This is the step where I always flip my canvas to see if the composition reads well.

"My goal was to make the spell look energetic and dramatic."

Step 4 - Creating the first lighting effects

After making sure I like all the elements in the composition, I added the spell effect for the character and water texture. This is the step where I usually experiment a lot with layer settings, and various image adjustments while I added the photo textures and paint.

For this artwork, my goal was to make the spell look energetic and dramatic. To achieve this, I used Photoshop's “free transform” tool to shape the texture in a way it suggests movement. The layer settings used for the spell are “linear dodge.” I reduced the spell opacity to 70%, because I plan to layer the lighting and don’t want it to be overblown in the first layer. I also went to image settings, and adjusted the hue/saturation to achieve better colour harmony. Then I created another layer with “colour dodge” and added some sparks, and applied around 1% motion blur from filter settings.

Step 5 - Extra lighting effects

In this step, I used lasso tool and painted in some of the lighting with “linear dodge

layer” with 70% opacity, then I applied motion blur on this effect and adjusted it with “free transform” tool.  I copied the layer and set it as “colour dodge” and adjusted opacity to 60%.

Step 6 - Integrating the effects

I painted in another spell effect in characters hands, using the same workflow from step 5. I added more sparks over the effects, and started to fix shadows and lighting around the character. Then I added fog on the left side, to create better focus on the character, otherwise the scene was getting too busy.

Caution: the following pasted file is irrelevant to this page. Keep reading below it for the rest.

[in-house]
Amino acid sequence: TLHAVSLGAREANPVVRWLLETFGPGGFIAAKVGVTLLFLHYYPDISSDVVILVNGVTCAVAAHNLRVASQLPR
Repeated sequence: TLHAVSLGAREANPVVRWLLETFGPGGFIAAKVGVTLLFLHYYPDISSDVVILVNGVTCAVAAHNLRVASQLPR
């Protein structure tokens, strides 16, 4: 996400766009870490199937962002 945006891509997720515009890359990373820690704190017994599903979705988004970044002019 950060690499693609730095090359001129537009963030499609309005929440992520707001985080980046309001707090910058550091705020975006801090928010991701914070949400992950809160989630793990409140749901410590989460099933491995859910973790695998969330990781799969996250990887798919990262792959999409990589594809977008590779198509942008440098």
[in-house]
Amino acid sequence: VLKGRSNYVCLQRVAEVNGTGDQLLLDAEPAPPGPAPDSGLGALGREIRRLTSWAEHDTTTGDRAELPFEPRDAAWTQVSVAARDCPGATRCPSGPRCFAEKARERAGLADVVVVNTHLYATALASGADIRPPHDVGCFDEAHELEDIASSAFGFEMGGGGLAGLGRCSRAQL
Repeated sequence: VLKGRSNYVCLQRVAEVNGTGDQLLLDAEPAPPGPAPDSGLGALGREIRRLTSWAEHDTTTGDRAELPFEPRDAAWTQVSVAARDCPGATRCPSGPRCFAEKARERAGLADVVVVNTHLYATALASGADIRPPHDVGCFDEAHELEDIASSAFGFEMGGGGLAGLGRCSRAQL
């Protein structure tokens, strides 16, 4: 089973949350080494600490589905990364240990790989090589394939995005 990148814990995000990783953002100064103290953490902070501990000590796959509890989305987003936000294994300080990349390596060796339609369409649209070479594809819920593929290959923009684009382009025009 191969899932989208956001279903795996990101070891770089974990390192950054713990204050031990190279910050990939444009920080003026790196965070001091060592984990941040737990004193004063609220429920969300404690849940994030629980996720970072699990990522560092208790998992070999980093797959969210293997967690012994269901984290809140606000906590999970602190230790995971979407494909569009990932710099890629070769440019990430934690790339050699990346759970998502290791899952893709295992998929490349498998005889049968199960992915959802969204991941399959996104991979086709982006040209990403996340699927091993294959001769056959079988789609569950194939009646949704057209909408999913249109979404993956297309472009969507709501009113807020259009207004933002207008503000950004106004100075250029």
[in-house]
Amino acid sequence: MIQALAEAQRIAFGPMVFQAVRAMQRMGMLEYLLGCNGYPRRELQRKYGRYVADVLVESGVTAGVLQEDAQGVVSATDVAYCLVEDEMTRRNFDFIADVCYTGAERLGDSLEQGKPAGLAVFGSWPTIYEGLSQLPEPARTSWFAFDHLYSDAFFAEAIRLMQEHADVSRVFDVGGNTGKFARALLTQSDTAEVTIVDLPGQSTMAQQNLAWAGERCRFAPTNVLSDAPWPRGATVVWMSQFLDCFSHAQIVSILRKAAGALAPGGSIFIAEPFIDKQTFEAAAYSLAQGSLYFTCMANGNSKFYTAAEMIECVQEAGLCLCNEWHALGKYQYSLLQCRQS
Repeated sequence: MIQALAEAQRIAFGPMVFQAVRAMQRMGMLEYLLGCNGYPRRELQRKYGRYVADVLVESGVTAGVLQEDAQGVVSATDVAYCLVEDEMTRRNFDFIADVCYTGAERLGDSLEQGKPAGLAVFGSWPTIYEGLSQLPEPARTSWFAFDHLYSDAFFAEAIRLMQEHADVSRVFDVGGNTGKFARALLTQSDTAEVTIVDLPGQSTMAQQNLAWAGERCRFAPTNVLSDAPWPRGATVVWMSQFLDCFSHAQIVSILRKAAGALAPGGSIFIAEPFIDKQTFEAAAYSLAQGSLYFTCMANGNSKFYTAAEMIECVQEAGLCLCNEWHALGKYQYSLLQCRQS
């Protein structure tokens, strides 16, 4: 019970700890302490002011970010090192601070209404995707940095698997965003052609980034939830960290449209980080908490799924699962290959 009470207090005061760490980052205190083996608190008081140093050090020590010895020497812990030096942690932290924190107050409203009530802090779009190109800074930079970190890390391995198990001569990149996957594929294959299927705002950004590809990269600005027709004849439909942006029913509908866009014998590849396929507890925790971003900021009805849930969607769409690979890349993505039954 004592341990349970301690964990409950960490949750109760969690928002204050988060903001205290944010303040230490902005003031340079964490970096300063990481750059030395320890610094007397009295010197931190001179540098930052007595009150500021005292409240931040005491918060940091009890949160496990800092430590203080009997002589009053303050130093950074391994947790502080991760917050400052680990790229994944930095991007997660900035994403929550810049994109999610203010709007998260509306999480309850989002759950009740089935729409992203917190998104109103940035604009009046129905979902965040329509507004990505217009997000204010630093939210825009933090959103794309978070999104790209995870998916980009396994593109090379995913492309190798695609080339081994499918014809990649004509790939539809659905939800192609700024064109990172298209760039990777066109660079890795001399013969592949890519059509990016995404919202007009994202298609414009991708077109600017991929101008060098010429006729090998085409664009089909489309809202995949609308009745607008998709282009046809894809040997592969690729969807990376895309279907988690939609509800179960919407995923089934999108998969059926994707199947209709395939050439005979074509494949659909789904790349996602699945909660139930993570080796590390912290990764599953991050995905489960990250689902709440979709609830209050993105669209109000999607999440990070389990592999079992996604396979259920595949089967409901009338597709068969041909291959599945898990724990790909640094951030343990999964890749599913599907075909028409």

"Don’t forget to add lighting reflections on the objects around the light to add to believability."

Step 7 - Adding foreground elements

Next I added foreground elements, to create a better depth in the scene. I chose three crows pointing/flying towards the sorceress to better frame the composition. I also painted in, photo bashed final details on the character, and fixed the spell effects. Sometimes I go back to the background, midground layers if I feel it’s missing depth, or some objects don’t work well in the scene.

In this step, don’t forget to add lighting reflections on the objects around the light source to create more sense of believability in the scene.

Step 8  - Final touches and adjustments

In this final step, I selected the layers and then used the keyboard shortcut to merge a copy of my layers onto a new layer. I duplicated this layer, and tried different colour adjustments to see if I can enhance the scene, and come up with something interesting.

Under layer settings, select create a new adjustment layer and try “photo filter setting” with different layer settings. Other colour effects I use are color balance, hue/saturation, match colour.

Colour lookup is another great tool under layer/image settings but it should be used with different layer modes, because it can cause some loss of lighting/shadow information when applying it over the image.

Stay creative, and don’t be afraid to experiment with different photoshop settings! Thank you for reading this! :)

If you want to see more of my artwork, you can see it on:

Artstation | LinkedIn